The Value Perspective (Schroders) keeps on coming out with very insightful pieces and this is another one in a long line highlighting the importance of value (by Nick Kirrage).
At the risk of being accused of overstatement, what follows in a couple of paragraphs is the most important chart in equity investing. Why? Well, looking back over almost a century of UK market data, it seeks to answer a crucial question and that is, in a world where everything keeps changing – politics, economics, thematics and so on – is there anything investors might look to as a constant?
Even what we invest in is ever-changing – back in the 1920s, developments such as the internet would have been regarded as witchcraft – while, as we never tire of pointing out, we cannot know the future. But still, despite all the uncertainty that exists in the world today – in the eurozone, in the Middle East, in China – the following chart asks, is there anything at all we can rely upon? And there is …
Source: Global Financial Data and Thomson Datastream, as at 30 June 2015
Based on UK Equity market – since 1927
This chart tells equity investors that, whatever factors people may think will determine whether or not they make money, the one thing that will actually determine whether or not they make money – again and again and again – is the price they pay. It looks back over almost 100 years and simply asks, what is the correlation between the price we pay for assets and the returns we later see from them?
To be honest, you could use almost any valuation metric here and see the same result – dividend yields, say, or standard price/earnings (P/E) ratios but, as regular visitors to The Value Perspective will know, we prefer cyclically-adjusted P/E ratios. Standard P/E ratios use forecast profits – also known as ‘guesses’ – while so-called ‘trailing’ P/E ratios use only the most recent year’s profits.
To our minds, however, one year does not offer much of a guide as to whether or not a business has value – and certainly not compared with a decade’s worth of profits numbers divided by 10 to reach a crude but powerful average, which is what cyclically-adjusted P/E ratios give us. Still, as we say, whatever metric you use throws up a perfect correlation.
As you can see, every time the market fell to a P/E ratio of between zero and 7x, you would have made, on average and after inflation, 11% a year, every year for a decade The small print, of course, is every time the market was at those levels, there was something so scary, so apocalyptic, so death-of-equities going on, you would have had to force yourself to buy in but, if you did, you saw a fantastic real return.
Whenever you paid a higher price, however, you would have seen a correspondingly worse return and here is the killer – whatever helped you to justify paying a higher price was irrelevant. Better business? Stronger economic environment? Higher growth? World-changing new technology? It did not matter. What is more, it did not matter even if it turned out you were 100% right about the outcome.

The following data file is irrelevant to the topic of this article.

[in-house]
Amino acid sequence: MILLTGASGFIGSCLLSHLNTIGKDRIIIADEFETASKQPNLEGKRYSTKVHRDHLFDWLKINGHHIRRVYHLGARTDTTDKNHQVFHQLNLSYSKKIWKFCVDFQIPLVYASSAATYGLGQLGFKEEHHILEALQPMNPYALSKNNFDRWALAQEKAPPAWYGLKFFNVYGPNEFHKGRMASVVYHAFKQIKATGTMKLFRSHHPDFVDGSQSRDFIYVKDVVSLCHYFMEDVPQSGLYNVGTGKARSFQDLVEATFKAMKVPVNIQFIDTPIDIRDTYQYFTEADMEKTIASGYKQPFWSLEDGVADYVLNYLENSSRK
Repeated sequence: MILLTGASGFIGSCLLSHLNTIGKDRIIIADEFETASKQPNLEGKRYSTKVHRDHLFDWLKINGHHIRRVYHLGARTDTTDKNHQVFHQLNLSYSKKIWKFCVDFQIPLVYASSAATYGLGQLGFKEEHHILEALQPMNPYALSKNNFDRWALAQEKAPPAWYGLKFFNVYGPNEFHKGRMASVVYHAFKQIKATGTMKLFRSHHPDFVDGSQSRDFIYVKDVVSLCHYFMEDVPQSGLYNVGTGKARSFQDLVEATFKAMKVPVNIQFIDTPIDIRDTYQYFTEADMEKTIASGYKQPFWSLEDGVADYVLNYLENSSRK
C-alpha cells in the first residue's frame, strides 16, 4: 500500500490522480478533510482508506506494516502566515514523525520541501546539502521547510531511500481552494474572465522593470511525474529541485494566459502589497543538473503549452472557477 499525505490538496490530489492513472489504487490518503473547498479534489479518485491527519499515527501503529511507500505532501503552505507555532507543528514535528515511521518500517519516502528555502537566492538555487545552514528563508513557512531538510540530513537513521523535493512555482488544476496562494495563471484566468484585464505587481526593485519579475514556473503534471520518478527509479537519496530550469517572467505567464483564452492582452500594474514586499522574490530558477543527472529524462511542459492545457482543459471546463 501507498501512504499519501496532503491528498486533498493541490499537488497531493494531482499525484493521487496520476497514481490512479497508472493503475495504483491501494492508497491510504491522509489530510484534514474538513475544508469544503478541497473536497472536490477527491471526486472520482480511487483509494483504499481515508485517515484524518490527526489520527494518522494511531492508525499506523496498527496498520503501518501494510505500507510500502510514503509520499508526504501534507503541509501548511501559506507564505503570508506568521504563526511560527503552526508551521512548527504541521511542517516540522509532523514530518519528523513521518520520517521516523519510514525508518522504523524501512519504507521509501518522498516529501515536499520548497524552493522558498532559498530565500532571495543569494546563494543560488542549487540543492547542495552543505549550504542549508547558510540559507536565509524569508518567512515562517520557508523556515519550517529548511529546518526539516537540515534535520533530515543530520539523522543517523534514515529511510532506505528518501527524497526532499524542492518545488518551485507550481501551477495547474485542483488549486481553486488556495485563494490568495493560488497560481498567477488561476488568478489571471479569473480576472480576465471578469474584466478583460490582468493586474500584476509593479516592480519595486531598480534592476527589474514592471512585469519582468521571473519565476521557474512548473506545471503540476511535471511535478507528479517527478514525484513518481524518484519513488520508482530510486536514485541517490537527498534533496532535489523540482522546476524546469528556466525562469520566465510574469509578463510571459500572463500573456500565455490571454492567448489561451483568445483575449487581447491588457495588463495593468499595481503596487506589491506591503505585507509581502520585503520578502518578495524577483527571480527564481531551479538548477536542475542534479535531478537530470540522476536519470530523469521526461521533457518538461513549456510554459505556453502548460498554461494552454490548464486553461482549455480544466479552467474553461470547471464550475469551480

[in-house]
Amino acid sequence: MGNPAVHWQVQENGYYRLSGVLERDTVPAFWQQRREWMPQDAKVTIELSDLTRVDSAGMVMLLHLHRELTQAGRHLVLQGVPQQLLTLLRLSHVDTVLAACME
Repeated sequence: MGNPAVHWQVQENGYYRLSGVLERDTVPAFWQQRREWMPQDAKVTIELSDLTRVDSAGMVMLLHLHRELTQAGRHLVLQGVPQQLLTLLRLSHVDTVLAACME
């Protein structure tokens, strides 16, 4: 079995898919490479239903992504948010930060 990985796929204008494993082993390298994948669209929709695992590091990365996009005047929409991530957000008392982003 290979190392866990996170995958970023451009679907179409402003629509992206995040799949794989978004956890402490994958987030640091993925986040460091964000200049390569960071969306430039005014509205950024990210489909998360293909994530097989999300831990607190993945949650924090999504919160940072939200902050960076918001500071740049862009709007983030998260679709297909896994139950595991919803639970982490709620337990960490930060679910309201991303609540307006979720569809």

GlaxoSmithKline undoubtedly had high growth 10 years ago. Did you make money in Glaxo? No. The internet undeniably changed our lives forever. Did you make any money in internet stocks? No. The lesson here – and it is an incredibly difficult one for people to hold on to – is, even if you know the future, it will not determine the returns you make. What will, however, is the price you pay.
On The Value Perspective, we struggle to think of any time in the last 15 years when there were more professional investors mistaking great companies for great investments. To illustrate the point, just think of alcoholic drinks giant Diageo. In theory, it has everything you would want from a business – high barriers to entry, world-beating brands, great growth, wonderful cash dynamics and so on.
And yet, the only thing that makes a great company a great investment is a great price and Diageo currently stands at its highest valuation in four decades. To our minds – and if you go by the almost a century of data on which the above chart is built – then, over the next 10 years, buying companies on Diageo’s valuation is going to be a terrible investment.
So what makes our chart so powerful? One thing. Although we said at the start that everything in the world keeps changing, one thing has stayed the same over the last 100 years. Us. Human beings are the constant – markets are cheap when we are fearful; and they are expensive when we are greedy. We are what is underpinning the chart and we are systematically exploitable. Value investing is the system.
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